WASHINGTON ― President Donald Trump’s administration will appoint Milwaukee County Sheriff David Clarke ― a Fox News talking head with extreme rhetoric on law enforcement ― to a job in the Department of Homeland Security, Clarke said Wednesday.
The sheriff has recently come under scrutiny because four people, including a newborn, died in less than a year inside the jail he’s charged with running.
Clarke told 1130 WISN Radio that he will serve as an assistant secretary in the DHS’s Office of Partnership and Engagement and will work as a liaison between law enforcement and state and local governments. That job does not require a Senate confirmation.
DHS has not yet announced or confirmed the appointment.
Clarke became a regular presence on Fox News after the 2014 shooting death of Michael Brown led to unrest in Ferguson, Missouri. He has particularly taken issue with the Black Live Matter movement: He has branded it a terrorist and anarchist campaign; suggested it be labeled a hate group; referred to it as an “enemy” that is “at war with America”; claimed its members would join with ISIS; and given it the nickname “Black Lies Matter.” He has also said that African-Americans sell drugs “because they’re uneducated, they’re lazy, and they’re morally bankrupt.”
Clarke, a longtime Trump supporter, said during the campaign that it was time to bring out “pitchforks and torches” against the media, the Obama White House and Congress. He was given a key speaking role at the Republican National Convention last summer, where he was a crowd favorite.
As Clarke has risen to fame ― he accepted more than $150,000 in speaking fees, travel reimbursements and gifts in 2015 ― inmates in the jail he’s supposed to be running have been dying preventable deaths. The death rate at the facility in 2016 was roughly three times the national average. One newborn baby delivered “unbeknownst to the staff” died shortly after being born to a mentally ill woman. Earlier this month, jurors recommended charges against several of Clarke’s employees after a mentally ill man died of dehydration a week after officials cut off water to his cell.
Clarke has largely ignored press inquiries about the deaths in the facility, but has put the blame on inmates and reportedly threatened a Milwaukee County medical examiner for releasing information about deaths at the facility.
Clarke said during his radio interview that part of his job would be to “take complaints of shortcomings in the Department of Homeland Security” from local law enforcement. He said Secretary John Kelly would give him the appointment, and that he’d join DHS in June.
“They feel like they’re being ignored,” he said.
A spokesman for Clarke did not immediately respond to a request for comment. A spokeswoman for DHS declined to confirm the reports, but she also didn’t deny them.
“The position mentioned is a secretarial appointment,” DHS spokeswoman Jenny Burke said in an email. “Such senior positions are announced by the department when made official by the Secretary. No such announcement with regard to the Office of Public Engagement has been made.”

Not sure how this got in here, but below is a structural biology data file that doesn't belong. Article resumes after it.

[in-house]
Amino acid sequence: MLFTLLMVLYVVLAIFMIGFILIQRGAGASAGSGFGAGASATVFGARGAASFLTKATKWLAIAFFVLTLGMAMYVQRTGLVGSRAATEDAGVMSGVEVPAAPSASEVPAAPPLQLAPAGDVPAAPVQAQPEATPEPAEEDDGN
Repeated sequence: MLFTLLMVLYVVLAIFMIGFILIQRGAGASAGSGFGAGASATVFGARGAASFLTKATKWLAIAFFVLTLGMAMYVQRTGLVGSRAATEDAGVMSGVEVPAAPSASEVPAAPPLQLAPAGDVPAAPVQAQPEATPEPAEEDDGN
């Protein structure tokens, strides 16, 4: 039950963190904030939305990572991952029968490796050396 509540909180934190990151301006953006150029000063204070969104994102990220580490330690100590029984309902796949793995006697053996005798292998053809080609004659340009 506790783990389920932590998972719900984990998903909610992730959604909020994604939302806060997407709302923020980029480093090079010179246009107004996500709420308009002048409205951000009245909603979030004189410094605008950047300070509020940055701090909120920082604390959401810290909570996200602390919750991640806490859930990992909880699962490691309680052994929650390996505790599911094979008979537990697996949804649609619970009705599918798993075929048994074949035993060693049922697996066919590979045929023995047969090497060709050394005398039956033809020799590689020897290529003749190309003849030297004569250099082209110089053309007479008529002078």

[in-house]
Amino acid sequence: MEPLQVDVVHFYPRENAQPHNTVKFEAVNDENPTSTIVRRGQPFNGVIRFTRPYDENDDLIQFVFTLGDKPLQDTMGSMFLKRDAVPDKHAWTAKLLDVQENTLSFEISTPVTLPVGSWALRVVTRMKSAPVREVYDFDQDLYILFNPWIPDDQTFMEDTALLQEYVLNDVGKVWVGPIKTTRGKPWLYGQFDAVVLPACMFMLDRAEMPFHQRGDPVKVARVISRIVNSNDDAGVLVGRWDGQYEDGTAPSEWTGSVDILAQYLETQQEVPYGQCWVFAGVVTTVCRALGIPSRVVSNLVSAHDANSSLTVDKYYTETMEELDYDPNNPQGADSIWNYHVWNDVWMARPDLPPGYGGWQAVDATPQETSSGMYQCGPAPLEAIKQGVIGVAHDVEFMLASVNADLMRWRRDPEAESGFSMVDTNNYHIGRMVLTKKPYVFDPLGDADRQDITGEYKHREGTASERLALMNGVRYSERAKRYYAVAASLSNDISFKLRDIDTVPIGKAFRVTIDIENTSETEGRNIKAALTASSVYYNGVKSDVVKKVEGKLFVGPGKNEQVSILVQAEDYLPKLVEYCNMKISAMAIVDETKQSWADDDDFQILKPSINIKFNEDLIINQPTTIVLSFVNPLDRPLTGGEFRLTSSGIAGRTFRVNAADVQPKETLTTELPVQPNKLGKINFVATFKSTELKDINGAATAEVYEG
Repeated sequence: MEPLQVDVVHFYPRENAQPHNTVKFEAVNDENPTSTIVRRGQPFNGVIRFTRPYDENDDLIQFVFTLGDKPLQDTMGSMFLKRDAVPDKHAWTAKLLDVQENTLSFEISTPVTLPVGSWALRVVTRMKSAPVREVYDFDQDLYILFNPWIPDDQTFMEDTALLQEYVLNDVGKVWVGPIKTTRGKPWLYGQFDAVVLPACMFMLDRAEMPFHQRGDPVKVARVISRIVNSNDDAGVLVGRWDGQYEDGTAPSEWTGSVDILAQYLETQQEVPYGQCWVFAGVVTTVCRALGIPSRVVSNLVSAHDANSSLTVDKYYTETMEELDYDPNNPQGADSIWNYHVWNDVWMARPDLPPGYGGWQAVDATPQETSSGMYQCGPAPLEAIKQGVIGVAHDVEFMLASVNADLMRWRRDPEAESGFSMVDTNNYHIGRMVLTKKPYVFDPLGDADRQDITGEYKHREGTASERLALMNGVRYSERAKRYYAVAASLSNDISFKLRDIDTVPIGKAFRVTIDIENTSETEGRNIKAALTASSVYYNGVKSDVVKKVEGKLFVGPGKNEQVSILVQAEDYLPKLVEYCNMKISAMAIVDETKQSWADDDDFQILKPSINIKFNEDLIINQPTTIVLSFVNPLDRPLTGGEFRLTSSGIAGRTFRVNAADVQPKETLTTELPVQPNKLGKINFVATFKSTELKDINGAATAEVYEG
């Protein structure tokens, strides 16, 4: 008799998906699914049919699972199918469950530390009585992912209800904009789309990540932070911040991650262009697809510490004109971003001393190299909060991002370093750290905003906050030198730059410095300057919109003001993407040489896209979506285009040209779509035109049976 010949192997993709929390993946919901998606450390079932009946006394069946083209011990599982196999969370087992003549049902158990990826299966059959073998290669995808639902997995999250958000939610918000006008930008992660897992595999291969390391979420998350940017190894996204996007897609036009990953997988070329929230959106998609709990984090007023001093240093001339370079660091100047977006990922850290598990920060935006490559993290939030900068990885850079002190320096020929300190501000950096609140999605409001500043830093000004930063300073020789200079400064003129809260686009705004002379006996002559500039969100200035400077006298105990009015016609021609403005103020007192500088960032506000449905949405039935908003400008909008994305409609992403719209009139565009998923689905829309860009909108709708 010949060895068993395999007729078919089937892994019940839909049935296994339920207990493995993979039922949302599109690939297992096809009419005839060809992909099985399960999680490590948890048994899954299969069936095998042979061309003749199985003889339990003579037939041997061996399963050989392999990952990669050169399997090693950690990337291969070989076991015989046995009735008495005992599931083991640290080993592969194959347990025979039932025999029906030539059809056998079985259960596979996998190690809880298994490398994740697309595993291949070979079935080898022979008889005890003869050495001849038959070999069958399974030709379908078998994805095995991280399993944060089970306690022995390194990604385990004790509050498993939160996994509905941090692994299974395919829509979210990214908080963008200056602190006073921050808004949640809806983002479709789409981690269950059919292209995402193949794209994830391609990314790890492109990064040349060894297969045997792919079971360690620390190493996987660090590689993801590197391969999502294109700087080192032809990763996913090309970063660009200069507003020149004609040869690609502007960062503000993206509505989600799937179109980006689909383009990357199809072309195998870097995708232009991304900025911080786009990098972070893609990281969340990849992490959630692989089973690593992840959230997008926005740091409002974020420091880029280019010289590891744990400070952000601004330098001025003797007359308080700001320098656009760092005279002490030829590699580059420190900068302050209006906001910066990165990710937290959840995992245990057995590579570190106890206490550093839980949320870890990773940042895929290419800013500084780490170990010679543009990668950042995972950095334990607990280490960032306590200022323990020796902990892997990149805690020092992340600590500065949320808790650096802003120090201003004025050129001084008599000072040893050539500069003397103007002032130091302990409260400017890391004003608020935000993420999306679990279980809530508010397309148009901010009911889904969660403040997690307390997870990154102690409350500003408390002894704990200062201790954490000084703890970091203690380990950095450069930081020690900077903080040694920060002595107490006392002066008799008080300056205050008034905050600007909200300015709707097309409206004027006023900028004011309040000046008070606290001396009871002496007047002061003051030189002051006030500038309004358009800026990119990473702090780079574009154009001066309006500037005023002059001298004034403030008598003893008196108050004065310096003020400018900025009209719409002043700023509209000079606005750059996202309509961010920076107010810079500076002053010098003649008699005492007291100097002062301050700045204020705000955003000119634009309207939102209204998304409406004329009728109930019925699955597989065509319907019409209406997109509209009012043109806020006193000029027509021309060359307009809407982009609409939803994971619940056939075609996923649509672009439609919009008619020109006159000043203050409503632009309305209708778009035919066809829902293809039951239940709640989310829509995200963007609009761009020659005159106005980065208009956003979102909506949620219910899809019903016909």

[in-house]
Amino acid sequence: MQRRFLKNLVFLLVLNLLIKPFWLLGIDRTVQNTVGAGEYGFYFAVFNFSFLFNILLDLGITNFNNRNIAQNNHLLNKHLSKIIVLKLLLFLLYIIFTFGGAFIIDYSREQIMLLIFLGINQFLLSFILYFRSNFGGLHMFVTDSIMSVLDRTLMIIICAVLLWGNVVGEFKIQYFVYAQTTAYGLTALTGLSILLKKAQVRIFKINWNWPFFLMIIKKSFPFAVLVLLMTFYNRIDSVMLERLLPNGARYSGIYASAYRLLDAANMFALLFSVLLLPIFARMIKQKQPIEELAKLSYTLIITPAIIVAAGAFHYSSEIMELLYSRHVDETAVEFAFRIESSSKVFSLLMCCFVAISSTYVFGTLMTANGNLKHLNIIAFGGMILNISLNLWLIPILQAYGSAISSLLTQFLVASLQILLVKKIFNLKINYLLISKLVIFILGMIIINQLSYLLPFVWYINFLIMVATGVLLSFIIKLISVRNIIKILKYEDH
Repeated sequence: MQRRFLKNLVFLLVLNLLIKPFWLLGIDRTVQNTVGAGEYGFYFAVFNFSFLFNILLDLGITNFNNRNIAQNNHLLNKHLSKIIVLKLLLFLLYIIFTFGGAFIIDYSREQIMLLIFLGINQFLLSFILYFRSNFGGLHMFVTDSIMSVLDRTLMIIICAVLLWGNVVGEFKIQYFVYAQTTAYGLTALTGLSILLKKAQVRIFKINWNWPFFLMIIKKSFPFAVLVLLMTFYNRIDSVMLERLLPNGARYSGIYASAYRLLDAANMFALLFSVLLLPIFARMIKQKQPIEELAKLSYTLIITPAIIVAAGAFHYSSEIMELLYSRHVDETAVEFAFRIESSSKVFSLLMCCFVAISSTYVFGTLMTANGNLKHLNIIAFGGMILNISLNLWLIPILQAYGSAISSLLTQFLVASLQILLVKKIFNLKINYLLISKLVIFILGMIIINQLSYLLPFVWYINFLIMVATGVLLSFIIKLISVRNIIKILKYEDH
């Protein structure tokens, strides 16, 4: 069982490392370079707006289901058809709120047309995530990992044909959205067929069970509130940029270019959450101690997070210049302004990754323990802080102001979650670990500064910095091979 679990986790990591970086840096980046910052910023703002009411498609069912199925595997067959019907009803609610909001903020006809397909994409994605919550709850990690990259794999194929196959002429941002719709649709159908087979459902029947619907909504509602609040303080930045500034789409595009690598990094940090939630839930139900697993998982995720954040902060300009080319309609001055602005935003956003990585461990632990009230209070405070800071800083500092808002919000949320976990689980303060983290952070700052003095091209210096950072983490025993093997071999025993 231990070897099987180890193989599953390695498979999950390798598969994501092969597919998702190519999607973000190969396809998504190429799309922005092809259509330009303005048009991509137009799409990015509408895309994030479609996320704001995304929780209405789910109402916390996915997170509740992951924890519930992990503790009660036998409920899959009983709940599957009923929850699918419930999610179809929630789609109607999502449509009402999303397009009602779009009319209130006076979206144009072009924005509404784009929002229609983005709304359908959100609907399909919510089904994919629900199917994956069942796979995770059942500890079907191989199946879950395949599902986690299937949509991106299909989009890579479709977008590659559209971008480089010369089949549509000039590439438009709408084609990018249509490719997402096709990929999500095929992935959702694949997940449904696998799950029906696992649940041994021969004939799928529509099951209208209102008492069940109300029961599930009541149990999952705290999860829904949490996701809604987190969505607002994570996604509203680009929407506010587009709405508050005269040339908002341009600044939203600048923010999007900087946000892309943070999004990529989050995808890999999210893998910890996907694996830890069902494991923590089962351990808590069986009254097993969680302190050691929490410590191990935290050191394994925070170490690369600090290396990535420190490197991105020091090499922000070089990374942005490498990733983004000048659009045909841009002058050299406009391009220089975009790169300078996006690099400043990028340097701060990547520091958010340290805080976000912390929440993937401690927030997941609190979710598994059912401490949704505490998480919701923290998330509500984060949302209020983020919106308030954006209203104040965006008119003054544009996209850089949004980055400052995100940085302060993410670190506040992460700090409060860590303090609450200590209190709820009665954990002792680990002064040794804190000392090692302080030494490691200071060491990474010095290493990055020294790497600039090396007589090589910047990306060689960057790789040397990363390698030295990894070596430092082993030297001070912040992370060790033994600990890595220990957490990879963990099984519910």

Trump’s DHS is attempting to bring more local law enforcement offices on board with deportation efforts, both through a program that gives police further immigration authority and by pushing jurisdictions to abandon so-called “sanctuary city” policies that often prohibit them from holding people without a warrant based on federal government requests. Clarke is unlikely to be an ally to those local law enforcement and elected officials ― he supports Trump’s deportation crackdown and has said jurisdictions should lose their grants if they don’t comply with voluntary requests.
Clarke’s home city of Milwaukee may be glad to see him leave for Washington. Thousands of protesters marched there earlier this month, speaking out against the sheriff and his support for Trump’s immigration policies. Attendees included Dan Black, a Wisconsin man who filed a harassment complaint against Clarke earlier this year. Black claims Clarke had him detained by deputies at the Milwaukee airport after he shook his head at Clarke on a flight home.
Clarke responded to Black’s allegations by calling him a “snowflake.”
“If Sheriff Clarke were to really mess with you, you wouldn’t be around to whine about it,” read a post by the Milwaukee County Sheriff’s Office Facebook page.
Erik Heipt, an attorney working for the family of the mentally ill man who died of dehydration, told HuffPost that he found the news “astonishing.”
“It’s hard to believe that Sheriff Clarke was unaware of his own jail’s unconstitutional practice of shutting off drinking water as a twisted form of punishment,” Heipt said. “If he authorized or ordered this deplorable practice, he too could face felony criminal charges. And he will undoubtedly be a defendant in our federal civil rights case.”
“He has time to blog, tweet, and write op-eds to advance his divisive agenda. Yet, while he’s been doing all of this self-promoting, his own jail has been grossly mismanaged,” he said. “Hiring Sheriff Clarke for a leadership position in the Department of Homeland Security is a slap in the face to the family and friends of Terrill Thomas. And to place him in a role in which he will serve as a liaison with state and local law enforcement adds insult to the injury.”
Nick Wing contributed reporting.
This article has been updated with comment from Heipt.